A kernel Hilbert space (KHS) is a Hilbert space associated with a positive definite kernel function. The kernel function is a symmetric function $k: X \times X \rightarrow \mathbb{R}$ that satisfies the Mercer's condition. The space is equipped with an inner product, and the kernel function can be expressed as:

$$k(x, y) = \langle \phi(x), \phi(y) \rangle$$

Where $\phi: X \rightarrow \mathbb{H}$ is a mapping into the Hilbert space.

Quantum Mechanics

In quantum mechanics, Hilbert spaces are used to describe the state space of quantum systems. The inner product represents probability amplitudes, and operators on the space correspond to physical observables.

Signal Processing

Hilbert spaces play a vital role in signal processing, providing a mathematical framework for understanding and manipulating signals. The structure of Hilbert spaces allows for the representation and analysis of signals in both time and frequency domains. Two significant applications of Hilbert spaces in signal processing are the Fourier Transform and the Wavelet Transform.

Fourier Transform

The Fourier Transform is a mathematical tool that decomposes a signal into its constituent frequencies. In the context of Hilbert spaces, the Fourier Transform can be represented as a linear operator acting on the space. The transformation is given by:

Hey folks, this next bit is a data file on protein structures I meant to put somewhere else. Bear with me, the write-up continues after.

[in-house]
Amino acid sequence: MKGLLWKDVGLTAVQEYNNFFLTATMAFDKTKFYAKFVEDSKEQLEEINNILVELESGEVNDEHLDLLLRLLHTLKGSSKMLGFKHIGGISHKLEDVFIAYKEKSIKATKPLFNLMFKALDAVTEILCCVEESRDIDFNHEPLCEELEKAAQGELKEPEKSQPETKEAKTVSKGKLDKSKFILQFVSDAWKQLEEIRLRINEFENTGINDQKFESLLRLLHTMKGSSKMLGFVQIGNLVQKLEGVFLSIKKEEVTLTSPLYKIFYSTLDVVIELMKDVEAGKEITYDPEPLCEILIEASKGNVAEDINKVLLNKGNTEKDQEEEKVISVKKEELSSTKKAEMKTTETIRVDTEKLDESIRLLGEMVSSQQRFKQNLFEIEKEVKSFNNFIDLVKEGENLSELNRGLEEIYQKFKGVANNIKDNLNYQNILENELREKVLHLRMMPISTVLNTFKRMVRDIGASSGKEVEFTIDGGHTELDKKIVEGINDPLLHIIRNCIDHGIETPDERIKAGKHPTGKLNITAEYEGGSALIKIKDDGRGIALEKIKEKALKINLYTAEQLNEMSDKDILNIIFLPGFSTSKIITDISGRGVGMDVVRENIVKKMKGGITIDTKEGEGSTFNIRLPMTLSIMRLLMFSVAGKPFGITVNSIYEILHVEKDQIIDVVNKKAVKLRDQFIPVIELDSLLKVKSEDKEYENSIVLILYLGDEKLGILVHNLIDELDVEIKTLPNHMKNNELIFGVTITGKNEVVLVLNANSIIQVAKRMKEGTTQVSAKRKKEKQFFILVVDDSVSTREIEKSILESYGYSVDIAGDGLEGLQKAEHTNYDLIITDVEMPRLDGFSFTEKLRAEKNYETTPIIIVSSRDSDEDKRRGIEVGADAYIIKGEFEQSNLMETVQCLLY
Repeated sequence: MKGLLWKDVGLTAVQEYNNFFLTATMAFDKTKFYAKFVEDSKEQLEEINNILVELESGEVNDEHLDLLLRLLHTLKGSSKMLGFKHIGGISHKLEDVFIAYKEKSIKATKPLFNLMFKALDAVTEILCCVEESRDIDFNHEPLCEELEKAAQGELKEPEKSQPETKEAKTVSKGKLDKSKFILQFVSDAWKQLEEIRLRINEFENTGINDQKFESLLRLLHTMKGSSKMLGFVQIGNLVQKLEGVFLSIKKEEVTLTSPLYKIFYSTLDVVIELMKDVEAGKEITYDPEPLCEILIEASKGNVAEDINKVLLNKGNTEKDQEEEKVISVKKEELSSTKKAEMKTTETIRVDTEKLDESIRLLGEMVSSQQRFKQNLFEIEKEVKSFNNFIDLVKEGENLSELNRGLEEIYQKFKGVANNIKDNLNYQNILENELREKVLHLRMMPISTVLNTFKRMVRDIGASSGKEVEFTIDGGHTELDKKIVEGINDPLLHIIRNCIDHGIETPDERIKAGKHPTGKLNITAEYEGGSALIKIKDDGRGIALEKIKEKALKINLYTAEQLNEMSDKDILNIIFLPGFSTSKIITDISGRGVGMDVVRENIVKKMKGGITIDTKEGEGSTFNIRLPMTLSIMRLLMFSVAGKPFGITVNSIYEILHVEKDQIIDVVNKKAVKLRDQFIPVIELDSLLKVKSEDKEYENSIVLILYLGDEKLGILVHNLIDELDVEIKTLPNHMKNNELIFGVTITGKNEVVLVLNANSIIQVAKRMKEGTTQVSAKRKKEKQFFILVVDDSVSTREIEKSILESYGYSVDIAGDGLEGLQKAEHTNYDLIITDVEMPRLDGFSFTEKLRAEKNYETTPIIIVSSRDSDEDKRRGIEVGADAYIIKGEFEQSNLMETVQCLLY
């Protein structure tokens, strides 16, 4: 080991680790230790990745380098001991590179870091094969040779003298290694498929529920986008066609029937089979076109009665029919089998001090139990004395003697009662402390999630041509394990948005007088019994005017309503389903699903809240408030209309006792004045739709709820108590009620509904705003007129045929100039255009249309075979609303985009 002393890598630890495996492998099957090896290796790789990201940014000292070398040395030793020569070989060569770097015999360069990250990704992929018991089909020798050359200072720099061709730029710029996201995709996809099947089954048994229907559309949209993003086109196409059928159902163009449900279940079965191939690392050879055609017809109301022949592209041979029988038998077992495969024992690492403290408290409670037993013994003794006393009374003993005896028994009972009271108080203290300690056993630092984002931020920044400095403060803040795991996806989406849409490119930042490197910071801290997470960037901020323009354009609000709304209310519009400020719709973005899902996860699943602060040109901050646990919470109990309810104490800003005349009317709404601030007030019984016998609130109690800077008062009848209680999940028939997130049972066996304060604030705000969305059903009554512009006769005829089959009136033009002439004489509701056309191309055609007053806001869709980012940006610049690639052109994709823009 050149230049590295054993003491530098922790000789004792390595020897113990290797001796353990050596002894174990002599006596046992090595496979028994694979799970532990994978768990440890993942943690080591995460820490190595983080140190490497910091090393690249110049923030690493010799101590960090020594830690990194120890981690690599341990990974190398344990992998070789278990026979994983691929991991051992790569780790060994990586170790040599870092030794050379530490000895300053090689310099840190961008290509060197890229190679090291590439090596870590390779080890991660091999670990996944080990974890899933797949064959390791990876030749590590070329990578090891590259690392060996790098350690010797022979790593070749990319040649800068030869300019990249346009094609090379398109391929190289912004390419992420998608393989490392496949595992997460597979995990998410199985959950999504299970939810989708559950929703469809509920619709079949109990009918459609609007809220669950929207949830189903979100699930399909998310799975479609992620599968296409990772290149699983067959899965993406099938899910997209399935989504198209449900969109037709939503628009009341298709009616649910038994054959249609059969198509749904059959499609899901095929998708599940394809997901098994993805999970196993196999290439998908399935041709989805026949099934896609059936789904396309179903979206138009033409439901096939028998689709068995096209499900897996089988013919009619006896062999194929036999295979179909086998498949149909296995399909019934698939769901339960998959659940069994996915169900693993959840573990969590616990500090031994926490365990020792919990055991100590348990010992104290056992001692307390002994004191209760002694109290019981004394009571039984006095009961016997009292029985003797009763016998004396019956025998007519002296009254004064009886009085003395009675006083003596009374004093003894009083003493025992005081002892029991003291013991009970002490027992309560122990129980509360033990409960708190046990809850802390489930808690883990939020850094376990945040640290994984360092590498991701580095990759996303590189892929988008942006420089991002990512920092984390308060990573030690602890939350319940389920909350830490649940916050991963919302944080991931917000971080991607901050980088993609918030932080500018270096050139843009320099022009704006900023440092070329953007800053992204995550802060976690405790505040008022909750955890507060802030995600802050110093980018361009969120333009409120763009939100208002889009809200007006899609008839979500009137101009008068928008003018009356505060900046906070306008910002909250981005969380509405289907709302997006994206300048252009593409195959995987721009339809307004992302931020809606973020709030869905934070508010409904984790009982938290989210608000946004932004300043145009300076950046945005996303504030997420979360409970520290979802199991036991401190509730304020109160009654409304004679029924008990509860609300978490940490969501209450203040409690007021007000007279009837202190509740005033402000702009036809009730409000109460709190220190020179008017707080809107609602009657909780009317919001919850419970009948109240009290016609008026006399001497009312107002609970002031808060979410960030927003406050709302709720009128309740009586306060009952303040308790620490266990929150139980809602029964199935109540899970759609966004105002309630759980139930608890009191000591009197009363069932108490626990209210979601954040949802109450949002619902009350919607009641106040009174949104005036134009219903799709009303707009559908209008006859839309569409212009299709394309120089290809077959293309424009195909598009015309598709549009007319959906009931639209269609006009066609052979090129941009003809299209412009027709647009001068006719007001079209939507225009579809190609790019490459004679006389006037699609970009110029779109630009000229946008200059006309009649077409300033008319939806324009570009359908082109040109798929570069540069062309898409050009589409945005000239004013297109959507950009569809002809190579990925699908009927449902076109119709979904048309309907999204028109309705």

$$ F(f)(\omega) = \int_{-\infty}^{\infty} f(t) e^{-j\omega t} dt $$
Where $F(f)$ is the Fourier Transform of the function $f$ in the Hilbert space. The inverse Fourier Transform, which reconstructs the signal from its frequency components, is also defined in the Hilbert space:
$$ F^{-1}(F(f))(t) = \frac{1}{2\pi} \int_{-\infty}^{\infty} F(f)(\omega) e^{j\omega t} d\omega $$
The Parseval's theorem in Hilbert spaces ensures that the energy of the signal is preserved under the Fourier Transform.

Wavelet Transform

Main article: Wavelet, wavelet transform

The Wavelet Transform is another powerful tool in signal processing that provides a multi-resolution analysis of signals. It represents a signal in terms of localized wavelets, and in Hilbert spaces, it can be expressed as:
$$ W(f)(a, b) = \frac{1}{\sqrt{|a|}} \int_{-\infty}^{\infty} f(t) \psi\left(\frac{t - b}{a}\right) dt $$
where $\psi(t)$ is the mother wavelet, and $a, b$ are the scale and translation parameters, respectively. The inverse Wavelet Transform in Hilbert spaces is given by:
$$ W^{-1}(W(f))(t) = \int_{-\infty}^{\infty} \int_{-\infty}^{\infty} W(f)(a, b) \psi\left(\frac{t - b}{a}\right) \frac{da db}{|a|^2} $$
The Wavelet Transform's flexibility in analyzing signals at different scales and resolutions makes it particularly useful in applications like image compression and noise reduction.

Functional Analysis

Hilbert spaces are central objects in functional analysis, and they provide a natural setting for studying linear operators, spectral theory, and various other analytical concepts.

See Also